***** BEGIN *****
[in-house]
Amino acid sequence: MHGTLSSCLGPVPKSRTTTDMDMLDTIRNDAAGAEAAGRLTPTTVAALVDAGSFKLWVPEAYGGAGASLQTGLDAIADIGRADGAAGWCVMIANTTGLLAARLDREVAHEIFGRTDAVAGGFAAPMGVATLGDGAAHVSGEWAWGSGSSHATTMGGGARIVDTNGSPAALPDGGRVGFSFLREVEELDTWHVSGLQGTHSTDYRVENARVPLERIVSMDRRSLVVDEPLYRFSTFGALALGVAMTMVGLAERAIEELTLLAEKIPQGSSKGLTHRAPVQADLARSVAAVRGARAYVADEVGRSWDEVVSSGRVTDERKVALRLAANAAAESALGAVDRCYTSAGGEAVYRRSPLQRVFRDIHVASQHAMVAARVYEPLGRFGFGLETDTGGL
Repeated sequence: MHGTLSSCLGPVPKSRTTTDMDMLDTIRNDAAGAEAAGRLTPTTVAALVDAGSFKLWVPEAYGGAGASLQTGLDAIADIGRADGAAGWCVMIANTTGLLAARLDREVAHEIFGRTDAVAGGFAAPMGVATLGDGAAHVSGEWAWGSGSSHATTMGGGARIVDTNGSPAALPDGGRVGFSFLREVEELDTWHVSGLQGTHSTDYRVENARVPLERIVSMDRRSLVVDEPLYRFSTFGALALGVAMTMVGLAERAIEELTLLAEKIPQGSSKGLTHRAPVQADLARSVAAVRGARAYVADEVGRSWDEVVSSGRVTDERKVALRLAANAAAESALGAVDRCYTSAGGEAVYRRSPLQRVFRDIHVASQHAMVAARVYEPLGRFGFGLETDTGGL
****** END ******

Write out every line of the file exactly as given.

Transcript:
[in-house]
Amino acid sequence: MHGTLSSCLGPVPKSRTTTDMDMLDTIRNDAAGAEAAGRLTPTTVAALVDAGSFKLWVPEAYGGAGASLQTGLDAIADIGRADGAAGWCVMIANTTGLLAARLDREVAHEIFGRTDAVAGGFAAPMGVATLGDGAAHVSGEWAWGSGSSHATTMGGGARIVDTNGSPAALPDGGRVGFSFLREVEELDTWHVSGLQGTHSTDYRVENARVPLERIVSMDRRSLVVDEPLYRFSTFGALALGVAMTMVGLAERAIEELTLLAEKIPQGSSKGLTHRAPVQADLARSVAAVRGARAYVADEVGRSWDEVVSSGRVTDERKVALRLAANAAAESALGAVDRCYTSAGGEAVYRRSPLQRVFRDIHVASQHAMVAARVYEPLGRFGFGLETDTGGL
Repeated sequence: MHGTLSSCLGPVPKSRTTTDMDMLDTIRNDAAGAEAAGRLTPTTVAALVDAGSFKLWVPEAYGGAGASLQTGLDAIADIGRADGAAGWCVMIANTTGLLAARLDREVAHEIFGRTDAVAGGFAAPMGVATLGDGAAHVSGEWAWGSGSSHATTMGGGARIVDTNGSPAALPDGGRVGFSFLREVEELDTWHVSGLQGTHSTDYRVENARVPLERIVSMDRRSLVVDEPLYRFSTFGALALGVAMTMVGLAERAIEELTLLAEKIPQGSSKGLTHRAPVQADLARSVAAVRGARAYVADEVGRSWDEVVSSGRVTDERKVALRLAANAAAESALGAVDRCYTSAGGEAVYRRSPLQRVFRDIHVASQHAMVAARVYEPLGRFGFGLETDTGGL